Be vulnerable. Being honest about your mental health struggles as a leader opens the door for employees to feel comfortable talking with you about mental health challenges of their own.
Model healthy behaviors. Don’t just say you support mental health. Model it so that your team members feel they can prioritize self-care and set boundaries. More often than not, managers are so focused on their team’s well-being and on getting the work done that they forget to take care of themselves. Share that you’re taking a walk in the middle of the day, having a therapy appointment, or prioritizing a staycation (and actually turning off email) so that you don’t burn out.
Build a culture of connection through check-ins. Intentionally checking in with each of your direct reports on a regular basis is more critical than ever.
Go beyond a simple “How are you?” and ask specific questions about what supports would be helpful. Wait for the full answer. Really listen, and encourage questions and concerns. Of course, be careful not to be overbearing; that could signal a lack of trust or a desire to micromanage.
What’s most important is to make space to hear how your team members are truly doing and to be compassionate. They may not want to share much detail, which is completely fine. Knowing that they can is what matters.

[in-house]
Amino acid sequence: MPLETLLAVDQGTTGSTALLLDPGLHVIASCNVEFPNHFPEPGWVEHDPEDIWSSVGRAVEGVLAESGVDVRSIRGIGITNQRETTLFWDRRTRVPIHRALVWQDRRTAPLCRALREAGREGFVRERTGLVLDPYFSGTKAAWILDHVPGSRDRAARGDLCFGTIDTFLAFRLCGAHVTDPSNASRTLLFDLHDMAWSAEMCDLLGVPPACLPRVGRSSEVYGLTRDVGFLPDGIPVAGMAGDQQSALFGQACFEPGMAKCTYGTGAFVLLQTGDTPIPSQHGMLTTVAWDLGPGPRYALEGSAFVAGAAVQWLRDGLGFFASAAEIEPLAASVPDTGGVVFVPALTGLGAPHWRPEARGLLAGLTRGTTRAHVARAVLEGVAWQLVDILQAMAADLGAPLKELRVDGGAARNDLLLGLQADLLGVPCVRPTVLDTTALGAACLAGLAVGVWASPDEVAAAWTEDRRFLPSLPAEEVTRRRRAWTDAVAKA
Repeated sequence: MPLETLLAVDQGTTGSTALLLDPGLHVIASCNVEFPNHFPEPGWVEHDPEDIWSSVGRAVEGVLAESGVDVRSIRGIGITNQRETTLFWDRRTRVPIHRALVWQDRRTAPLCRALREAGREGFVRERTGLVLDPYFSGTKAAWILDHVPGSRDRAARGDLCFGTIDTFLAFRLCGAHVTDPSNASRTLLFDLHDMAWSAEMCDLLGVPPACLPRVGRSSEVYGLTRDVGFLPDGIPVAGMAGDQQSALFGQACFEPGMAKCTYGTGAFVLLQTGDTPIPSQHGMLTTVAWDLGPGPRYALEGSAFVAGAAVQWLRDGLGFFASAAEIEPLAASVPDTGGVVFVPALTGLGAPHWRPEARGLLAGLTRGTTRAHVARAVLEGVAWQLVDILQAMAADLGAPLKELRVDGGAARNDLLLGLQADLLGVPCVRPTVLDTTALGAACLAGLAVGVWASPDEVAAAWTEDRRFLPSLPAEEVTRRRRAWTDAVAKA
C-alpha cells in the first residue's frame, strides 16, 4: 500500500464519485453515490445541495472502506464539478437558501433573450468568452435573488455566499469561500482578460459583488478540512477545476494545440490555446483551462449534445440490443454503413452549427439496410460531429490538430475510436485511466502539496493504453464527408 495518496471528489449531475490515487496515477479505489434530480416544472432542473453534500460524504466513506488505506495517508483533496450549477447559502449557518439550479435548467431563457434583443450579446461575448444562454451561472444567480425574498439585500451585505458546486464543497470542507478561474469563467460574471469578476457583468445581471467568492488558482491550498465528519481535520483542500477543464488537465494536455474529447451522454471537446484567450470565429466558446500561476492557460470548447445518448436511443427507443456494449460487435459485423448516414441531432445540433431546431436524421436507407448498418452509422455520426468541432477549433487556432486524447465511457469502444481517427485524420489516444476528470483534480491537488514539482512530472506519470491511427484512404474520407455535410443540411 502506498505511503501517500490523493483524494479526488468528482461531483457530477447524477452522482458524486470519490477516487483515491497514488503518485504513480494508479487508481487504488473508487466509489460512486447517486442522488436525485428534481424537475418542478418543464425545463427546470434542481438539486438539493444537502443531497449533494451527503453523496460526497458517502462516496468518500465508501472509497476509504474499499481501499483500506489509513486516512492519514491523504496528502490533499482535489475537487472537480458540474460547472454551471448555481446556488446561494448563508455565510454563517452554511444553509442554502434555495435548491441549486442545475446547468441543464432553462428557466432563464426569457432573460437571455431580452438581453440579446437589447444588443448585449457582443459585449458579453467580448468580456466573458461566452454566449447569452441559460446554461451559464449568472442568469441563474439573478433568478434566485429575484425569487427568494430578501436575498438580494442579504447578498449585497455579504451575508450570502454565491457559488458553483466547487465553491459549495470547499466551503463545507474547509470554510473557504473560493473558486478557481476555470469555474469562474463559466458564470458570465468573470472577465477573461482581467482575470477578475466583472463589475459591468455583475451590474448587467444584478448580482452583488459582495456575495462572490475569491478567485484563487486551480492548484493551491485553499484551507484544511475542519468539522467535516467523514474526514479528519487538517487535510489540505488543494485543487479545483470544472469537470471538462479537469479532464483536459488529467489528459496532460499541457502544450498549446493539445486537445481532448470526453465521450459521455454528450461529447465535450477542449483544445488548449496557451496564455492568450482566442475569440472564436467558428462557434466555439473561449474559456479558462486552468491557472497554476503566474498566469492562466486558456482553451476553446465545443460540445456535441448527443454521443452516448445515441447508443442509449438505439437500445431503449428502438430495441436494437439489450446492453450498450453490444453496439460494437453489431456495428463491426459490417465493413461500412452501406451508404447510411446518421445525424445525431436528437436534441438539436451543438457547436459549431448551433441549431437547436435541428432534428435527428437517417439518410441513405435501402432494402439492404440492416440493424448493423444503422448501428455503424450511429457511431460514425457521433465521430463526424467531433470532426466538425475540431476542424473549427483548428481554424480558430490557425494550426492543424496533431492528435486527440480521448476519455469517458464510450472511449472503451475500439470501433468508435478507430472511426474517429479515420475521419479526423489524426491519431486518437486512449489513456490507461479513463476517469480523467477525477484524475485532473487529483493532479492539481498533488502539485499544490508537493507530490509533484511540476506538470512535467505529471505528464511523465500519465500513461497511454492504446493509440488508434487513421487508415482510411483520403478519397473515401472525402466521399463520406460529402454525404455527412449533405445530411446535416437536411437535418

Offer flexibility and be inclusive. Expect that the situation, your team’s needs, and your own needs will continue to change.
Don’t make assumptions about what your direct reports need; they will most likely need different things at different times. Take a customized approach to addressing stressors, such as challenges with childcare or feeling the need to work all the time.
Communicate more than you think you need to. Make sure you keep your team informed about any organizational changes or updates. Remove stress where possible by setting expectations about workloads, prioritizing what must get done, and acknowledging what can slide if necessary.
Although managers will be on the front lines of addressing mental health issues, it’s on the most-senior leaders in your company to take action as well.
If your employees need a day or two offer them a staycation. Read more here.